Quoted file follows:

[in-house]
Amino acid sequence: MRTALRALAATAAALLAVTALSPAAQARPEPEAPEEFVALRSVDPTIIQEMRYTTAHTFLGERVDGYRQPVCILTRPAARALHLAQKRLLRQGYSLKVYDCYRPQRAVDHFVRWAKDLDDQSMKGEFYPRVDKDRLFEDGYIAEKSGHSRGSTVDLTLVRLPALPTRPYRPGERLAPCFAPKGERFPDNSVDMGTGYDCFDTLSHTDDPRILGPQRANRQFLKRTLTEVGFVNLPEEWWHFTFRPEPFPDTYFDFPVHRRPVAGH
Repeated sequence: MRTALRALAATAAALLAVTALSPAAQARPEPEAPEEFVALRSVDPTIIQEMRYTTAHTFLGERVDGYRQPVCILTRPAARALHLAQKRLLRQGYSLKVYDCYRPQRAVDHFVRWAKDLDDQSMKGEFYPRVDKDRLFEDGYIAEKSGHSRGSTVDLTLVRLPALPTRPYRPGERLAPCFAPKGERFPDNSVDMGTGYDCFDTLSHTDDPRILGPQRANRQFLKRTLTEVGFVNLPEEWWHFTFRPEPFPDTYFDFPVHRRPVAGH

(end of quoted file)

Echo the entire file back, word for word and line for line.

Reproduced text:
[in-house]
Amino acid sequence: MRTALRALAATAAALLAVTALSPAAQARPEPEAPEEFVALRSVDPTIIQEMRYTTAHTFLGERVDGYRQPVCILTRPAARALHLAQKRLLRQGYSLKVYDCYRPQRAVDHFVRWAKDLDDQSMKGEFYPRVDKDRLFEDGYIAEKSGHSRGSTVDLTLVRLPALPTRPYRPGERLAPCFAPKGERFPDNSVDMGTGYDCFDTLSHTDDPRILGPQRANRQFLKRTLTEVGFVNLPEEWWHFTFRPEPFPDTYFDFPVHRRPVAGH
Repeated sequence: MRTALRALAATAAALLAVTALSPAAQARPEPEAPEEFVALRSVDPTIIQEMRYTTAHTFLGERVDGYRQPVCILTRPAARALHLAQKRLLRQGYSLKVYDCYRPQRAVDHFVRWAKDLDDQSMKGEFYPRVDKDRLFEDGYIAEKSGHSRGSTVDLTLVRLPALPTRPYRPGERLAPCFAPKGERFPDNSVDMGTGYDCFDTLSHTDDPRILGPQRANRQFLKRTLTEVGFVNLPEEWWHFTFRPEPFPDTYFDFPVHRRPVAGH